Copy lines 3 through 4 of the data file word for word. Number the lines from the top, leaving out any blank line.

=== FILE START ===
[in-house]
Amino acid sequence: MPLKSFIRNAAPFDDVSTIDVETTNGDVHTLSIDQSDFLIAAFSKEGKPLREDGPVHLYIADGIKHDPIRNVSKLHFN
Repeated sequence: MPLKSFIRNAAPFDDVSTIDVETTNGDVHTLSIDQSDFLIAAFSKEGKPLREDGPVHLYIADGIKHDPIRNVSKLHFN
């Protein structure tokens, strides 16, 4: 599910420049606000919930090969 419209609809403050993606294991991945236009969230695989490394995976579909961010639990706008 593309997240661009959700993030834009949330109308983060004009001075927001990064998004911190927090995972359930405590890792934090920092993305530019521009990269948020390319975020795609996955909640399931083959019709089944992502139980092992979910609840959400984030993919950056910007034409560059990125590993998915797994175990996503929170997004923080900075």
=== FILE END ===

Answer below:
Repeated sequence: MPLKSFIRNAAPFDDVSTIDVETTNGDVHTLSIDQSDFLIAAFSKEGKPLREDGPVHLYIADGIKHDPIRNVSKLHFN
């Protein structure tokens, strides 16, 4: 599910420049606000919930090969 419209609809403050993606294991991945236009969230695989490394995976579909961010639990706008 593309997240661009959700993030834009949330109308983060004009001075927001990064998004911190927090995972359930405590890792934090920092993305530019521009990269948020390319975020795609996955909640399931083959019709089944992502139980092992979910609840959400984030993919950056910007034409560059990125590993998915797994175990996503929170997004923080900075």